How to Best Protect your Business against Cyber Threats & Interruptions
Over the last 12 months, the rise of remote work has increased cyber risk and made companies more vulnerable to cyberattacks. While businesses are becoming more aware of cybercrime risks, there is still inadequate understanding of what the risks are, and how to mitigate and insure them.
In this article, we’ve worked with CT Group to explore cybercrime and cyber insurance in 2022 – including how to mitigate cyber risk and how to address a key cyber related exposure: business interruption.
Table of Contents
Remote Work Fuels Cybercrime
Cybercrime has been around since 1834 — when hackers breached the French Telegraph system and accessed stock market data. Since the 1830s, technology has developed exponentially, and so has cybercrime.
In a survey by McAfee, two-thirds of responding companies experienced a cyber incident in 2019. The average reported cost for each company’s most expensive breach was over $500,000.
As we shifted online to go school work or work from home or buy things, or keep communicating, the criminals have also shifted and really prosecuted our online lives to make money or steal our information.
A recent Open VPN poll supports this statement. Among respondents, 73% of VP and C-Suite level IT managers believed that remote workers pose a greater cyber-security threat than on-site workers.
Companies need to accept that they are constantly exposed to the very real and increasing threat of cybercrime, and that cybercriminals are proactively and constantly trying to find ways to attack unprepared victims.
Key Cyber Risks Businesses Are Facing Now
If your business is reliant on computers to function, a cyber-related business interruption can have a massive impact on turnover. In extreme cases, malicious attacks can hinder your ability to generate income for weeks or even months.
In 2022, cybercriminals are more vicious and dexterous than ever before. And, as businesses trade static workstations for a more ‘fluid office’ the threat of cyber-attacks has increased exponentially. Today, even organisations with advanced security and firewall technology are at the mercy of cybercriminals.
Key cyber risks include:
1. Inadequate passwords:
It does not matter how secure your organisation’s secure infrastructure set-up is – humans are creatures of habit and their actions are easy to interpret. Weak passwords are an easy target for hackers. Passwords your staff should avoid include:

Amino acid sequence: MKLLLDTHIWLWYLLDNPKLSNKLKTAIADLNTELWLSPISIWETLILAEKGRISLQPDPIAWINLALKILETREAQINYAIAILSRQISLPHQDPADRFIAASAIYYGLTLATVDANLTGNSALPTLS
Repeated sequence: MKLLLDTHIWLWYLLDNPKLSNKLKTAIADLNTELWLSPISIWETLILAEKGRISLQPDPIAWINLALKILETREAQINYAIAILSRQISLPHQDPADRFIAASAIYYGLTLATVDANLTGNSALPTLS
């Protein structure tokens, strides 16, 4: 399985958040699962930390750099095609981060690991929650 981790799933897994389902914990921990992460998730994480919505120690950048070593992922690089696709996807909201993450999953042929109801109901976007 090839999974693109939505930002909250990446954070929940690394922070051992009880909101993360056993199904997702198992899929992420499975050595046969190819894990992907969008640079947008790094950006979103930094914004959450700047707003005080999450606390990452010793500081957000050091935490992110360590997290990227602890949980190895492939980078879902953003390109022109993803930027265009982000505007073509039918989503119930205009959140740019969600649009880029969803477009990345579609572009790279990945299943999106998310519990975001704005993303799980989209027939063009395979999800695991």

2. Phishing assaults
Phishing is an older attack method – but, according to a 2021 report by CISCO Umbrella, it still accounts for almost 90% of all data breaches. In a Phishing attack, the user receives communication (usually an email) that appears to be from a source they trust. The email requests personal data like passwords or security question answers, which the email’s real sender can use to access sensitive information.
Like password-related hacks, phishing attacks take advantage of human error. What makes phishing so effective is that through the social distribution of links and files, victims often inadvertently propagate malicious content.
Malware, or ‘malicious software’, is arguably the most widespread form of cyber security threat. Malware causes systems to behave strangely. This includes preventing access to programs, deleting files, syphoning information to other sources, and infecting connected systems.
4. Trojan viruses
Trojan Viruses are a form of malware. They disguise themselves as legitimate, helpful software. But under the surface, they are harmful. A common ploy is to send a warning to a user saying that it detected malware in their system. They offer to scan your device, but the ‘scan’ it carries out is actually the transfer of malware.
A definitive sign of the times – Cryptojacking is the act of hijacking a computerised device and syphoning computing power from the machine without the official user’s knowledge. The additional power is usually used to mine cryptocurrency.